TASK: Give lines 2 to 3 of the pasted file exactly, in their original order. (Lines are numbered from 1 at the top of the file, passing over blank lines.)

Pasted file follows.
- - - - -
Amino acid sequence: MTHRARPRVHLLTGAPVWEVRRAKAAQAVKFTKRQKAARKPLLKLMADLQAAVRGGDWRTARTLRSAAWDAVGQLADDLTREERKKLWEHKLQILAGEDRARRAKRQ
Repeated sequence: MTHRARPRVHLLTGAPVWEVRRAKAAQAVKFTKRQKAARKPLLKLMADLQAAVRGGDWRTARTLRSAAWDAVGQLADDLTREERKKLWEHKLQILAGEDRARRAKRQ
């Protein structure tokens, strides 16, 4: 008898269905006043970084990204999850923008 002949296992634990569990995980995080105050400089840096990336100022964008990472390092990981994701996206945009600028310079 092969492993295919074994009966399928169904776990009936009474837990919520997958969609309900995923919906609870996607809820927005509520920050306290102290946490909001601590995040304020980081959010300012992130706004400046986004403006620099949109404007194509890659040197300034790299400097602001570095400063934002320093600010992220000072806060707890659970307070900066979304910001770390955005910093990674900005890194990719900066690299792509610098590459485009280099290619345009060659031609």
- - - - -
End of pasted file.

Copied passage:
Repeated sequence: MTHRARPRVHLLTGAPVWEVRRAKAAQAVKFTKRQKAARKPLLKLMADLQAAVRGGDWRTARTLRSAAWDAVGQLADDLTREERKKLWEHKLQILAGEDRARRAKRQ
């Protein structure tokens, strides 16, 4: 008898269905006043970084990204999850923008 002949296992634990569990995980995080105050400089840096990336100022964008990472390092990981994701996206945009600028310079 092969492993295919074994009966399928169904776990009936009474837990919520997958969609309900995923919906609870996607809820927005509520920050306290102290946490909001601590995040304020980081959010300012992130706004400046986004403006620099949109404007194509890659040197300034790299400097602001570095400063934002320093600010992220000072806060707890659970307070900066979304910001770390955005910093990674900005890194990719900066690299792509610098590459485009280099290619345009060659031609």